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Sightings arranged by: Taxonomy Location Date Scientific Name
Imantodes cenchoa — Common Blunt-headed Tree Snake
Also known as:
Blunt-headed Tree Snake, Blunthead Tree Snake, Common Blunthead Tree Snake, Chunk-headed Toad Snake
Pook's Hill, Belmopan, Belize—April 11, 1998
I found this small snake by flashlight on a night walk through the rainforest around Pook's Hill lodge. It was spread out across the surface of a single large leaf. My silly little point-and-shoot did not have a flash strong enough to capture the image, but I did get this super craptastic picture of someone shining their flashlight on someone else who lifted the snake from the leaf. Nice, eh?
Many years later, I finally got to see more of these amazing arboreal snakes. The distance between branches they can span with their incredibly thin bodies is really a sight to see.
Here is a complete list of the herps I saw in the wild on my 2013 MT Amazon Expeditions trip.
These snakes specialize in snacking on sleeping lizards, and we were lucky to stumble across this one just as it was starting to devour a hapless Anolis trachyderma. It finished its meal intently, paying no attention to the nearby people and cameras.
Here's one more Imantodes cenchoa that was keeping an eye out for tasty sleeping lizards around the pond at the Santa Cruz field station.
A year later, and the Imantodes cenchoa were once again the most commonly seen snakes in the rainforest. On our first night, we saw three, though I only got photos of this one.
Here is a complete list of the herps I saw in the wild on my 2014 MT Amazon Expeditions trip.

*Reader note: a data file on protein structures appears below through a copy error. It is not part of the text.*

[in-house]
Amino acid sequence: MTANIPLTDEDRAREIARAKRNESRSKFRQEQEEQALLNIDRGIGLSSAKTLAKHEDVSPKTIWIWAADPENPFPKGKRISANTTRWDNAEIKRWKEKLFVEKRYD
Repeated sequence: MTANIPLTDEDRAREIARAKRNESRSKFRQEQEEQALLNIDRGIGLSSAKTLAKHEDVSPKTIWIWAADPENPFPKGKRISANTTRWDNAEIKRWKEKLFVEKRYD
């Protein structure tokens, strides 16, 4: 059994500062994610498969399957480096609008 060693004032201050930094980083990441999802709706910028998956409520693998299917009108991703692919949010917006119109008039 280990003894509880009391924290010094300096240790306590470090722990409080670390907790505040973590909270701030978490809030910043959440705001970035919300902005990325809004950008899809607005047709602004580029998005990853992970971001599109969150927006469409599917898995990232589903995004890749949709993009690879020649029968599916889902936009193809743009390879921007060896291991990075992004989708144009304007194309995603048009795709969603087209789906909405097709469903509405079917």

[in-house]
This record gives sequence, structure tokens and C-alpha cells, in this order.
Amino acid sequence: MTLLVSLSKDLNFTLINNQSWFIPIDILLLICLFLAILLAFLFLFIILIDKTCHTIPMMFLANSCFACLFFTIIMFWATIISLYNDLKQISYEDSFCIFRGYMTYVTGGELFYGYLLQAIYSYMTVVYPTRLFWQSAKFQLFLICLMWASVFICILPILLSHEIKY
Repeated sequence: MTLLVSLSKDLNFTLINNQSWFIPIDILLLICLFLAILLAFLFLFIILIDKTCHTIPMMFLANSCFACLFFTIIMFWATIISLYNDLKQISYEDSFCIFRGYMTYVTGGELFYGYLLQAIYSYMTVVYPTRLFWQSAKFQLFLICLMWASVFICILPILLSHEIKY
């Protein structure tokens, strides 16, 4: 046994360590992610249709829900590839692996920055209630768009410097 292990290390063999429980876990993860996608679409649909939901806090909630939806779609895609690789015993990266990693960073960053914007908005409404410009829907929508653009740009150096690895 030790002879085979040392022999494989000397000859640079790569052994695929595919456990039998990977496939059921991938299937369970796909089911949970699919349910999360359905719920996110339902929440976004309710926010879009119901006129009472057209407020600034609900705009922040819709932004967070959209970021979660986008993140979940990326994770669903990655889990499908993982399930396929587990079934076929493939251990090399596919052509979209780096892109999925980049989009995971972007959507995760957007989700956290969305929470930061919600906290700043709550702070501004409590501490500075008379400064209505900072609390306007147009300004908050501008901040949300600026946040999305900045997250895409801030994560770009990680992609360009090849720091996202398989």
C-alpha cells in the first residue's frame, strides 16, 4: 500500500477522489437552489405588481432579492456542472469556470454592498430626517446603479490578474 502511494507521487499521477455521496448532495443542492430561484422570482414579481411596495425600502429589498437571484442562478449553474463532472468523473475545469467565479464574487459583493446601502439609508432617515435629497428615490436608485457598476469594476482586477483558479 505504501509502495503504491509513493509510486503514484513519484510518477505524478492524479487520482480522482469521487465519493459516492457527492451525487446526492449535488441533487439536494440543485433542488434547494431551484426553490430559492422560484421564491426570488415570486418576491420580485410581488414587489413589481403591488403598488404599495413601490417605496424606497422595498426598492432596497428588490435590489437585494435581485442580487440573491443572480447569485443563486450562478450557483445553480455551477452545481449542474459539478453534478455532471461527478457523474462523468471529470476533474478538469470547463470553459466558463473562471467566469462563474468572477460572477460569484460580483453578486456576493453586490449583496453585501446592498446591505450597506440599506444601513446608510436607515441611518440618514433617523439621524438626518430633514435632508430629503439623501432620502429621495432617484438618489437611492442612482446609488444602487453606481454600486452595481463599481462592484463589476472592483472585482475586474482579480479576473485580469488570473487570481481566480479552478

These are three of the six Imantodes cenchoa that our group found in one night, along with five other snakes. I was suspicious that the first one might be Imantodes lentiferus instead, but Dick Bartlett set me straight.
Panama had been in an unusually dry season when we spent a night hiking on Pipeline Road looking for nocturnal critters. We saw only one snake, this slender, bug-eyed Imantodes.
These slender snakes have extremely strong muscles that enable them to stretch remarkable distances from one branch to another. You can see in this photo how casually the snake holds much of its body in midair.
My Travelogues and Trip Lists page includes a complete list of the herps I saw in the wild on my 2016 MT Amazon Expeditions trip.
Most of the Imantodes I've seen at night have been on the (very slow) move, prowling around for tasty lizard snacks. This one hadn't uncurled from its daytime sleeping position yet, probably because it was still sopping wet from a big ol' tropical rainstorm. This was Imantodes cenchoa number twenty-one for me in three trips to Peru.
For some reason we did not find the usual plethora of Imantodes this year, but at least we weren't skunked.
- Imantodes cenchoa account on The Reptile Database
- Bartlett, R.D., and Bartlett, P. 2003. Reptiles and Amphibians of the Amazon: An Ecotourist's Guide
- Campbell, J. A. 1998. Amphibians and Reptiles of Northern Guatemala, the Yucatán, and Belize
- Dixon, J. R. and Soini, P. 1986. The Reptiles of the Upper Amazon Basin, Iquitos Region, Peru
- Duellman, W.E. 2005. Cusco Amazónico: The Lives of Amphibians and Reptiles in an Amazonian Rainforest
- Garel, T., Matola, S. 1995. A Field Guide to the Snakes of Belize
- Lee, J. C. 1996. The Amphibians and Reptiles of the Yucatán Peninsula
- Lee, J. C. 2000. A Field Guide to the Amphibians and Reptiles of the Maya World
- Stafford, P. J., Meyer, J. R. 2000. A Guide to the Reptiles of Belize